Revising the Summer

If I could, I would.  Revise this past summer, that is.   In the last month or so, I spent a great deal of time writing, but not writing what I would deem, quality material.   But I also spent a lot of time worrying about not writing quality material.  And that, of course, is a waste of time.

This past week, under the guidance of poets Gabriel Welsch and Ted Kooser (in separate classes), I have learned about the placement of metaphors and the art of the line.  I’ve even had an epiphany or two about my own writing.  Yesterday, when I faced the daunting task of gathering my notes and poetry drafts from the summer, I looked through all my work, and found that my first response was that I was disappointed in myself.  I had wanted to write enough new poems to finish my collection, and that simply did not happen.  

But then I thought a lot about what I have learned, especially this past week — that good writing takes time, and that while it is important to write every day, it’s also important to understand that much of what one writes is not very good.  And that’s okay, too.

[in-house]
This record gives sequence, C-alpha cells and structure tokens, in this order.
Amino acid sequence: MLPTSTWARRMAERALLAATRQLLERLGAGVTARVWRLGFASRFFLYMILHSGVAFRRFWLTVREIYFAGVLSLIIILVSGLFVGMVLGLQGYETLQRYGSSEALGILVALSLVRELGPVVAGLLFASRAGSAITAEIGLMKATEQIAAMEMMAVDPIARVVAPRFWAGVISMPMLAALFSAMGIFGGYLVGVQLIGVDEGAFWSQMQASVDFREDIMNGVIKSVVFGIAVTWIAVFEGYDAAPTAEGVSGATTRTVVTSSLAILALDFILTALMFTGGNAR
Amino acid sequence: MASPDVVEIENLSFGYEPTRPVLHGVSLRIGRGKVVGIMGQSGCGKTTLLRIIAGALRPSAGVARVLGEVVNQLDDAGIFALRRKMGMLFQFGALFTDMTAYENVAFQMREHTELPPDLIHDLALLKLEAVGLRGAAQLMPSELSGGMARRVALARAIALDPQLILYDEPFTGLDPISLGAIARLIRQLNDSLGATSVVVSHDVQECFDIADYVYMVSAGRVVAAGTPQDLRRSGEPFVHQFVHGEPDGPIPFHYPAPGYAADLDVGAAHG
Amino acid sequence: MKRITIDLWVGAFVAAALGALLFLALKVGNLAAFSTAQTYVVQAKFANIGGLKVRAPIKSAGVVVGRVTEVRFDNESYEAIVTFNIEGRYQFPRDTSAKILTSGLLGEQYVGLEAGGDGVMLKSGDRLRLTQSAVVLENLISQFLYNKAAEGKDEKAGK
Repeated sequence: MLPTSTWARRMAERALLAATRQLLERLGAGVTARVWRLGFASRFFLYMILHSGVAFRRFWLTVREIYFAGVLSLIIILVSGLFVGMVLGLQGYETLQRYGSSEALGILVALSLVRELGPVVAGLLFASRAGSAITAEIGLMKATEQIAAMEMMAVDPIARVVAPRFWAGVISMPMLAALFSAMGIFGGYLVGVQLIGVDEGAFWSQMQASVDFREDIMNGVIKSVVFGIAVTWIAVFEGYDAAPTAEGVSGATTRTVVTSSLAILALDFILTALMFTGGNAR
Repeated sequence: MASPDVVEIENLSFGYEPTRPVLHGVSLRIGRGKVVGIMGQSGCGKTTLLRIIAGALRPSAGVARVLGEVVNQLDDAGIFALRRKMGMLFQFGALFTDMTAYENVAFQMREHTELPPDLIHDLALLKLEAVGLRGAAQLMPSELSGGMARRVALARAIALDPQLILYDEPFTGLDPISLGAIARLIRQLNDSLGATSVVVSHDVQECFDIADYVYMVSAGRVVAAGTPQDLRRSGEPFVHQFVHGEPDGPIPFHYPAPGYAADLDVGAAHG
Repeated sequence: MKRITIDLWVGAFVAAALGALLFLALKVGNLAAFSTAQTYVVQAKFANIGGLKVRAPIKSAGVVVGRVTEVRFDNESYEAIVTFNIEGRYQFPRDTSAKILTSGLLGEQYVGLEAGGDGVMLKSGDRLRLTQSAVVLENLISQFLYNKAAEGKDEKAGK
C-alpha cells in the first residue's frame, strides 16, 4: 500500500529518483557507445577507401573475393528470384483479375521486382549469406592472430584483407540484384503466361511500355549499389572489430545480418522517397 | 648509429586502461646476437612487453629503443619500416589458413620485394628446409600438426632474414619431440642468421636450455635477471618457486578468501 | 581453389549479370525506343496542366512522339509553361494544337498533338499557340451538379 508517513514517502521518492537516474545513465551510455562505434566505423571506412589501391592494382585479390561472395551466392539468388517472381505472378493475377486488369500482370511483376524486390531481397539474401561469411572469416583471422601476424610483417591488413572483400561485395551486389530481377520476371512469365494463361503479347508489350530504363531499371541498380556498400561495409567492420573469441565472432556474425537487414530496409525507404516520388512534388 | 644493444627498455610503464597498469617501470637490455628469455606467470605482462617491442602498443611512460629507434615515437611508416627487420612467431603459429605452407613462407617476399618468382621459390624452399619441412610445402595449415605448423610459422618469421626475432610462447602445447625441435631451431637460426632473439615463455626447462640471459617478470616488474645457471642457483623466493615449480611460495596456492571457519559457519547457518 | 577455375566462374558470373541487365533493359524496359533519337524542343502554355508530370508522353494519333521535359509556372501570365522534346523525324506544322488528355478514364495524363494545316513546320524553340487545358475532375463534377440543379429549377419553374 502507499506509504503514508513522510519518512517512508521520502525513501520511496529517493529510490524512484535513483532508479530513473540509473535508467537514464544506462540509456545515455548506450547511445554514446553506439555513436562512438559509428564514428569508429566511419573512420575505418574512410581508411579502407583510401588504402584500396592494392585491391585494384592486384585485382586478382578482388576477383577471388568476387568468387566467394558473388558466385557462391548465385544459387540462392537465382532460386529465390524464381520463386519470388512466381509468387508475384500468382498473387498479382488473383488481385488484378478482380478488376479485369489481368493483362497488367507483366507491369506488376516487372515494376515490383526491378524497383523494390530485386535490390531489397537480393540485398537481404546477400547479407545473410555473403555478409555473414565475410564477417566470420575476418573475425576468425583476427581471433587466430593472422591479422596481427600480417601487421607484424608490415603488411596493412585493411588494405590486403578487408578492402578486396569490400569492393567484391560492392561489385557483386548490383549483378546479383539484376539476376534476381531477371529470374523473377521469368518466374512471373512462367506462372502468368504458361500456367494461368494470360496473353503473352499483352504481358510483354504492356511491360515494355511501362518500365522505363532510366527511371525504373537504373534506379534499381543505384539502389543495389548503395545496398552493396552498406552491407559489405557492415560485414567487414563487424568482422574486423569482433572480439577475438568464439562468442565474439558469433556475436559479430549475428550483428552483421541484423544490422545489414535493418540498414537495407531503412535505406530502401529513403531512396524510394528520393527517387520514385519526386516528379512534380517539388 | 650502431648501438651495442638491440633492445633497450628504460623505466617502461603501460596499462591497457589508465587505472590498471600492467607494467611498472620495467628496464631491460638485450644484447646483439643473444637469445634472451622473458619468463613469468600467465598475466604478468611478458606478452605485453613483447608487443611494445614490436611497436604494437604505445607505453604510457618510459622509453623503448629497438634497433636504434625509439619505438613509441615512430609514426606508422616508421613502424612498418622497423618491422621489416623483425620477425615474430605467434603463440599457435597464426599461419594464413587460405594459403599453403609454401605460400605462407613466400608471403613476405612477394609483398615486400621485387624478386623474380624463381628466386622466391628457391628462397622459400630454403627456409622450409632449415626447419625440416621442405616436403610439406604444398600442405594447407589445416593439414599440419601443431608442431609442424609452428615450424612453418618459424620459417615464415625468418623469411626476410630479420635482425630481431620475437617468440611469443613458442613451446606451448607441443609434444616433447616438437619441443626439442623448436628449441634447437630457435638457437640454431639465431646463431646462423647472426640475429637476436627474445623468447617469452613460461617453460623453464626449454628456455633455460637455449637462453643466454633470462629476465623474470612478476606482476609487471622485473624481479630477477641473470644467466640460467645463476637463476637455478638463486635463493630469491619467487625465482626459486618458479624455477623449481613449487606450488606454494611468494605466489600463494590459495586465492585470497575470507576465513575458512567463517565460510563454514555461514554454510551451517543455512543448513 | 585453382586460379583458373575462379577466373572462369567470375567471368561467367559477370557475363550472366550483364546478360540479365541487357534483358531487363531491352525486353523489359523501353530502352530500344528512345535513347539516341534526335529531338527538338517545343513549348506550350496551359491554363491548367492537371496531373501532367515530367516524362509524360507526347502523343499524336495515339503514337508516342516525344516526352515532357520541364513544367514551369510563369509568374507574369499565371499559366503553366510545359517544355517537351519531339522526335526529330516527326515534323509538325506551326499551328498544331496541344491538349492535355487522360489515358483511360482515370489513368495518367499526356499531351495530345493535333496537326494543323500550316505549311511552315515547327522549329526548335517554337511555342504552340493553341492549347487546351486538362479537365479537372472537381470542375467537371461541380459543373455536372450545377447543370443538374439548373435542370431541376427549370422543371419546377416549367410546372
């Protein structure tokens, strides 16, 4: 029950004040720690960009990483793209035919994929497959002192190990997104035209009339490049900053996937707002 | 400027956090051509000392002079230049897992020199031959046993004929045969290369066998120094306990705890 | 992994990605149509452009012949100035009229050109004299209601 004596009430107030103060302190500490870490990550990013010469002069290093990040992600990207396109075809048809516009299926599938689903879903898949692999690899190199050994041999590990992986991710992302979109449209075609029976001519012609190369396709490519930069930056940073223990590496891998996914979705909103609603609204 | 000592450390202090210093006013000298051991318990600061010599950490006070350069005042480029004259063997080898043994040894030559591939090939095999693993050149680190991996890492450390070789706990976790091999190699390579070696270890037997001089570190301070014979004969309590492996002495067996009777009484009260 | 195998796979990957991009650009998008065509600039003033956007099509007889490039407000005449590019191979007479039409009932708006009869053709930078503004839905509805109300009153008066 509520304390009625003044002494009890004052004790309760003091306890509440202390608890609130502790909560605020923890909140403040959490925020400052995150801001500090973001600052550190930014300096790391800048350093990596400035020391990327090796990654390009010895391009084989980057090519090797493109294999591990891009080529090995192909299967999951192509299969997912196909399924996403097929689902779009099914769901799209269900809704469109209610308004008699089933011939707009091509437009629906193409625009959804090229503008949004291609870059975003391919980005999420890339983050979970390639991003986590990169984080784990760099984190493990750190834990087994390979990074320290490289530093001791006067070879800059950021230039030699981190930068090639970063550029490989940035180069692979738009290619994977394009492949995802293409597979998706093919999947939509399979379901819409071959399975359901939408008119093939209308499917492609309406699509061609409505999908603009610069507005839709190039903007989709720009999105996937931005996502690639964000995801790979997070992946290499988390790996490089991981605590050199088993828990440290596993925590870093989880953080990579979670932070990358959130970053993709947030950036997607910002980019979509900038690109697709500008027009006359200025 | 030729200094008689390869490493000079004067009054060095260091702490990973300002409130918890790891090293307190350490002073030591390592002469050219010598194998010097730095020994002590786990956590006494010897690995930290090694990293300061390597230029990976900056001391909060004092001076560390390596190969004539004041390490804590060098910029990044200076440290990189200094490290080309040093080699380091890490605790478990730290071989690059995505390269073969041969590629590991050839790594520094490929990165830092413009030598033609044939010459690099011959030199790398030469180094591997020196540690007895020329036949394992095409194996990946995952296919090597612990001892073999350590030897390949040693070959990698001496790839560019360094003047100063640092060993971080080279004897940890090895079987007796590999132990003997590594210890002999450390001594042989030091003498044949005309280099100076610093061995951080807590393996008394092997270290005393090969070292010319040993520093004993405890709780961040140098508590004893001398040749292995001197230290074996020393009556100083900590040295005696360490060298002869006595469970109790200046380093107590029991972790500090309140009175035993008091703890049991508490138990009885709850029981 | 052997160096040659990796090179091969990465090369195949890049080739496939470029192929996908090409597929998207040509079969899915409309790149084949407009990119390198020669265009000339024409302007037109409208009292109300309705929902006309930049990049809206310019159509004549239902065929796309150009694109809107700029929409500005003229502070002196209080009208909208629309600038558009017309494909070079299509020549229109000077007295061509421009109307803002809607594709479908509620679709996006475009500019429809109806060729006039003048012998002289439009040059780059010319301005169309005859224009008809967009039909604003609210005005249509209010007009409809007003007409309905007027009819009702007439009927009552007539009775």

I have a new textbook for one of my fall classes.  Included in this textbook is an essay titled “Shitty First Drafts” by Anne Lamott.  Now, I have read this work  before and I thinks it’s hysterical (and true!)  I’m going to use this essay during my first week of classes — I’m eager to see my students’ reactions.  For those of you who don’t know this piece, you can read it here.

1 Comment »

  1. M.J.Iuppa Said:

    Bird by Bird is a terrific text. And, that chapter is funny and so true. I agree. Sounds like you did a lot of workshops this summer, which means you took care of your writer self. Had a chance to soak up some new ideas. Sounds wonderful. It’s all percolating and will affect those summer drafts and fall and winter’s too.
    School starts in about a minute . . .are you ready?


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